FFW has in particular lent its support to the platform "Prou!" ("Enough!" in Catalan), which brings together activists opposing this cruel tradition, and which launched a popular legislative initiative aiming to abolish bullfighting in Catalonia (Spain) once and for all. On 28 July 2010, thanks to an active campaign and intense lobbying, the Catalans voted in favour of this initiative. A real victory against barbarity and animal torture!
On a European level, FFW launched the #NoMoreFunds campaign in order to stop EU subsidies being given to the bullfighting industry. This work is also carried out at the regional and national levels, on the basis that public funds should not be used to finance such a barbaric tradition. In October 2015, the European Parliament accepts two amendments that demand to end all EU subsidies to the bullfighting industry.
The FFW also operates internationally against the participation and attendance of minors at bullfights, as part of the campaign titled «Childhood WITHOUT viOLEnce». As a result of this campaign, the United Nations, through the Committee on the Rights of the Child, has called on the international community to protect people under the age of 18 from all forms of violence, including the violence in bullfights and connected events, taking as its legal basis the Convention on the Rights of the Child, which was adopted by the United Nations General Assembly in resolution 44/25 on 20 November 1989 (CRC). Accordingly, the Fondation Franz Weber has presented investigation reports detailing in depth which are the bullfighting activities in Portugal, Colombia, Mexico, France and Peru (the bullfighting countries countries currently supervised by the Committee on the Rights of the Child) and attended the pre-sessions and sessions with the Committee and Government delegations, respectively, held in Geneva (Switzerland) with regard to the above countries.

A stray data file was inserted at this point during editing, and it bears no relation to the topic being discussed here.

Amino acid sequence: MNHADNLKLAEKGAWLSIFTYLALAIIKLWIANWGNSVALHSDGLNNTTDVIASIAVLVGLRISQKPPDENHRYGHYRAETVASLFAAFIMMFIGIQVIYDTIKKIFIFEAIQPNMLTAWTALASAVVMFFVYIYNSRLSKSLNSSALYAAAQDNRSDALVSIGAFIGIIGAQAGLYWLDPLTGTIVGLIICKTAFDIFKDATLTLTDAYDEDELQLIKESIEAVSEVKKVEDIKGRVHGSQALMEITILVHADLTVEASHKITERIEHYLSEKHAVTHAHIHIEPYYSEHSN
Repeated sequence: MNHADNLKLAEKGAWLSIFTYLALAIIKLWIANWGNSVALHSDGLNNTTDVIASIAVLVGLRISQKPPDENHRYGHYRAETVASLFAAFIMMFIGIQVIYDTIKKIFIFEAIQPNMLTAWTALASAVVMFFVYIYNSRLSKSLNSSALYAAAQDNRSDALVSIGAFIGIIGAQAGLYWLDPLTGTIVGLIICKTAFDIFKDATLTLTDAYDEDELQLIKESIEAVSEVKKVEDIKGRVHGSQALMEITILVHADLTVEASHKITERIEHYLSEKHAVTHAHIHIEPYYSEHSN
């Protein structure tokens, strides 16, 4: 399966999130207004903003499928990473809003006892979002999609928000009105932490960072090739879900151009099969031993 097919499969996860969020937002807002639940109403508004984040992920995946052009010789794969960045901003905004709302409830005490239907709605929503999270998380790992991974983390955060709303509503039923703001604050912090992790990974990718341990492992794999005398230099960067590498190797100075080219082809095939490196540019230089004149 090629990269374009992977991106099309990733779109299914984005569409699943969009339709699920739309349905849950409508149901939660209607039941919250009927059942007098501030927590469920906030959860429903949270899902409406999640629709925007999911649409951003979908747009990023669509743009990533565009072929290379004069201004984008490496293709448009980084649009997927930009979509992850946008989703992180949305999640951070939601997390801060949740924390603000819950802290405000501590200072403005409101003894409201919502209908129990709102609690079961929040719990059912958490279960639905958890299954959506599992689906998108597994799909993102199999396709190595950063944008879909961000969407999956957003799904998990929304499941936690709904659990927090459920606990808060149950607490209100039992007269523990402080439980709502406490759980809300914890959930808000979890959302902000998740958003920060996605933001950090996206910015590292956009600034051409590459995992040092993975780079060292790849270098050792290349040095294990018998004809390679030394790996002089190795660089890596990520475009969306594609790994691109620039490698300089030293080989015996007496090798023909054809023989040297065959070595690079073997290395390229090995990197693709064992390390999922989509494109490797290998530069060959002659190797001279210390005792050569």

Thus, in the formulation of the Final Observations of the Committee on the Rights of the Child regarding compliance with and application of the CRC by these countries, a statement has been incorporated relating to the violation of the rights of the child when taking part in and attending bullfighting events, calling on the countries of [(Portugal (January 2014), Colombia (January 2015), Mexico (June 2015), Peru and France (February 2016)] to adopt legislative, administrative and educational measures to prohibit the involvement of children in bullfighting and connected events, which includes their prior training in bullfighting schools, their participation as child bullfighters and their attendance of these events; special protection measures on the economic exploitation that these activities represent for children, considering said activity to be dangerous and degrading work, and one of the worst forms of child labour; and measures to raise awareness of the physical and mental violence, and its impact on children.
To strengthen the position of the United Nations, the principle of the best interest of the child was used, which is directly linked to the right of the child to access culture, according to which access to this cultural activity is relegated to a lower plane in order to obtain the maximum satisfaction of other priority rights, such as the right to physical, mental, moral and emotional development; and the principle of joint responsibility of society, family and the State, which makes the State jointly responsible for ensuring the rights of the child when the parents fail to fulfil these duties.
In addition, FFW has its own team of activists opposed to bullfighting, that take concrete action on the ground every day. Their work collecting data (notably on the amounts of public subsidies given to the industry, on the ages and number of children taking part in bullfights) and informing the public via conferences, information sessions and marketing activities, etc., means that every day we move a little closer to a complete ban on bullfighting.
Campaigns of FFW against bullfighting: